New scholarship for entrepreneurial NUS students

National University of Singapore students Kee Qian Ling (left) and Lynette Lau, two of the six inaugural recipients of the Stephen Riady Young Entrepreneur Scholarship.
National University of Singapore students Kee Qian Ling (left) and Lynette Lau, two of the six inaugural recipients of the Stephen Riady Young Entrepreneur Scholarship.PHOTO: LIANHE ZAOBAO

SINGAPORE - National University of Singapore (NUS) students hoping to become entrepreneurs can apply for a new scholarship, thanks to a gift from renowned philanthropist Stephen Riady.

The bond-free scholarship, which is open to freshmen from all disciplines, covers tuition fees and living allowances for four years of undergraduate studies.

Upon graduation, recipients who want to start a business venture can then apply for seed funding of up to $50,000.

Six NUS freshmen received the Stephen Riady Young Entrepreneur Scholarship in August, at the start of the new academic year.

NUS president Tan Eng Chye said on Monday (Oct 15): "We are heartened that (Dr Riady) shares our vision to promote entrepreneurship and innovation among our undergraduates."

He added that the scholarship is in line with NUS' efforts to build and develop an entrepreneurial culture through initiatives such as its overseas colleges and incubation spaces.

Students on the scholarship will receive guidance and mentorship from NUS Enterprise - the entrepreneurial arm of the university.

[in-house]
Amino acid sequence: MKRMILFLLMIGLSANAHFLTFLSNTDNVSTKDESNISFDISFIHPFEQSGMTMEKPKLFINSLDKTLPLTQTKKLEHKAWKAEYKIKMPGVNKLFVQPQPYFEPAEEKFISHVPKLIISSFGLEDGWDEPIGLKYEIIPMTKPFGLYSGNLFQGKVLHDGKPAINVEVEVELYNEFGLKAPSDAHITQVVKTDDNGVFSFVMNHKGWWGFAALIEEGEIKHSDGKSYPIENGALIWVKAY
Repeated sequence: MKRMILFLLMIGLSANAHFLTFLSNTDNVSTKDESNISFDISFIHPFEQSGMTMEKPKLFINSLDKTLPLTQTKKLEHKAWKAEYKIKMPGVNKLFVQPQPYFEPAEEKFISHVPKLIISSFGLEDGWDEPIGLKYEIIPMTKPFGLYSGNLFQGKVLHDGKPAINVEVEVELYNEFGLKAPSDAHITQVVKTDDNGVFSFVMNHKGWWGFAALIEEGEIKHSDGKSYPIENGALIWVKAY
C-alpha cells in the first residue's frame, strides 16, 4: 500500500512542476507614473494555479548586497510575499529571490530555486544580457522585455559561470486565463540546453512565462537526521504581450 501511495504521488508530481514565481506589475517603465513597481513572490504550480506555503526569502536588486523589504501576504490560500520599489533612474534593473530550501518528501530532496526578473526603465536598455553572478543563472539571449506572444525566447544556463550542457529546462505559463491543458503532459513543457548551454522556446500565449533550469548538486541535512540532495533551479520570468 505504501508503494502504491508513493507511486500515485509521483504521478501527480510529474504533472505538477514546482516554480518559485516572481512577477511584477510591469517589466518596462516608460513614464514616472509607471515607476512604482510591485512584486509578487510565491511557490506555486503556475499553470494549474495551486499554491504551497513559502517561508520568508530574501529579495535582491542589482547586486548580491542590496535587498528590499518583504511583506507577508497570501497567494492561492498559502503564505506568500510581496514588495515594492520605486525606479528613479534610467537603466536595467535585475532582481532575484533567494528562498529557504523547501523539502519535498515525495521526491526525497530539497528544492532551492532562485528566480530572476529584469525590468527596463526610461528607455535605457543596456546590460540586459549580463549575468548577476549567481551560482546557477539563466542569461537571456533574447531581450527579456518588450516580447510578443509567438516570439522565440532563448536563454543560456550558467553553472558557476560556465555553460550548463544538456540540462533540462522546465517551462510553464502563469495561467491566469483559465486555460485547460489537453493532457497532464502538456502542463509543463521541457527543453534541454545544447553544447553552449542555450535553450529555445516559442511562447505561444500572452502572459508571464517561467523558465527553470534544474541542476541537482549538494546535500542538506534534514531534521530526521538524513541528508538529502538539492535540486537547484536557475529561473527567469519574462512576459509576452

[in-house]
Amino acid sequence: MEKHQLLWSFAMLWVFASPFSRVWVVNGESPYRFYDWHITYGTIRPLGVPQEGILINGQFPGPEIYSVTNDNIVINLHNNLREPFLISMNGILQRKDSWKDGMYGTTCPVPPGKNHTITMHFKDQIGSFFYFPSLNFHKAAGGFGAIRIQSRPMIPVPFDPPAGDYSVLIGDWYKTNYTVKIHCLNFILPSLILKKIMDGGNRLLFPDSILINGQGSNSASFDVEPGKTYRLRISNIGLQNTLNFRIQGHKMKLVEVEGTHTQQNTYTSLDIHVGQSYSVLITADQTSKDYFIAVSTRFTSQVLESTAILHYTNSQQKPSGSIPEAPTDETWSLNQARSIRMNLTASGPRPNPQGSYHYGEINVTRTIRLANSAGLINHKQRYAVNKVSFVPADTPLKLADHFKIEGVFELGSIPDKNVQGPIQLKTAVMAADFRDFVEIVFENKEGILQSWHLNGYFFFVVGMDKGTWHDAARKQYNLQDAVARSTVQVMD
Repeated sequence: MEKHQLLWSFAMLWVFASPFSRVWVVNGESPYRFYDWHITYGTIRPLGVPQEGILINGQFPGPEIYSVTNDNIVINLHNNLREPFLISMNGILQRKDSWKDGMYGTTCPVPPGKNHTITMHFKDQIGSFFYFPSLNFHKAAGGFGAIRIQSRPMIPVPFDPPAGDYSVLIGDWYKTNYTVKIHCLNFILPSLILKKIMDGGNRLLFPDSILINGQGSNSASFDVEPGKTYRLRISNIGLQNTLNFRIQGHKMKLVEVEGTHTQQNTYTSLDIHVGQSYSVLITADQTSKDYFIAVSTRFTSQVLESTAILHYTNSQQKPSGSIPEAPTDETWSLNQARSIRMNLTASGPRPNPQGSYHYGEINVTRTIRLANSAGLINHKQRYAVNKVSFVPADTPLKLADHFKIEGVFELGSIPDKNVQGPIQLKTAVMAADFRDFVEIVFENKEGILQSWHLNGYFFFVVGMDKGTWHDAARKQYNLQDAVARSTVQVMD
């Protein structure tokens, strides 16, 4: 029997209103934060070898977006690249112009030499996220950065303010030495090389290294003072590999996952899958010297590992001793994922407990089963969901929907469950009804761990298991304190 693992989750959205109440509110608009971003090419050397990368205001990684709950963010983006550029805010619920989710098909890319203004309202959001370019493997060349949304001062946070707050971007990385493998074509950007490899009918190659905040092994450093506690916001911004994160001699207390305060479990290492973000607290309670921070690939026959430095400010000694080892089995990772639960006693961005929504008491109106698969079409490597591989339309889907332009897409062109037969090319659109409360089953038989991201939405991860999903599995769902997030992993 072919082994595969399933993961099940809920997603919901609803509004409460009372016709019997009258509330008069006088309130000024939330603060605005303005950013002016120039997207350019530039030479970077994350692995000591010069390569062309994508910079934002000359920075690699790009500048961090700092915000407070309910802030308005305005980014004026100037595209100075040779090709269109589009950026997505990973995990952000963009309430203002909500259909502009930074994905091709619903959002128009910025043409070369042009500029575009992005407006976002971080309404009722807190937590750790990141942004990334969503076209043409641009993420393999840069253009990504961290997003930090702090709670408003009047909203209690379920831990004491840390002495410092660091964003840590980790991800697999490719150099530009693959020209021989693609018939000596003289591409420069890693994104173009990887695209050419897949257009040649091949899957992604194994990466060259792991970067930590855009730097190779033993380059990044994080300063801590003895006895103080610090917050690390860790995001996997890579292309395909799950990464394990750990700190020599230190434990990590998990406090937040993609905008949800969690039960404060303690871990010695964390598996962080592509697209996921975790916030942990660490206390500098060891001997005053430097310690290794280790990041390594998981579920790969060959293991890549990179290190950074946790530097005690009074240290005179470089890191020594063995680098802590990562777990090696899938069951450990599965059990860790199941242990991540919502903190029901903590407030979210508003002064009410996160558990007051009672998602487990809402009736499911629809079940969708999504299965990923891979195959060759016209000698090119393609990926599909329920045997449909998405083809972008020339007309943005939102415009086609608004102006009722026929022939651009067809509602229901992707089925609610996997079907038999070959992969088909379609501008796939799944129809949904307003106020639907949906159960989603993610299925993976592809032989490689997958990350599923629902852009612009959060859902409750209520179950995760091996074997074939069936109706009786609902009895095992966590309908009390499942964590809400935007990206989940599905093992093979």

They will also be able to join the NUS Overseas Colleges Programme, which sends students on internships to entrepreneurial hubs around the world.

Students are chosen based on their interest in starting companies, on top of their grades and leadership qualities.

In 10 years, NUS expects as many as 50 start-ups to be created by these aspiring young entrepreneurs.

Dr Riady, an Indonesian tycoon who is the executive chairman of property group OUE, said: "Entrepreneurs are drivers of innovation, and they will play an increasingly significant role in Singapore's economic progress, especially in the digital age.

"It is my hope that this new scholarship can cultivate the next wave of entrepreneurs, who can help Singapore stay ahead amid challenging times."

One of its six inaugural recipients, Ms Kee Qian Ling, an engineering undergraduate, is no stranger to fusing business and technology to come up with new ideas.

The 19-year-old pitched ideas for an app that allows diners to queue for restaurants from home and software that trains healthcare workers to handle emergencies through simulations.

Another recipient, Ms Lynette Lau, who is studying business administration, said her first taste of enterprise was when she sold snacks that her mother bought from overseas to her primary school friends.

She went on to study business in Ngee Ann Polytechnic, and became vice-president of its Innovation and Entrepreneurship Club.

The 20-year-old, who now runs a start-up that provides instant photography services at corporate events, said: "Entrepreneurship is very exciting because I can create something from scratch. My current start-up has its limitations and I hope to start a scalable business in the future.

"If I can successfully secure seed funding under the scholarship, I could potentially turn this dream into a reality."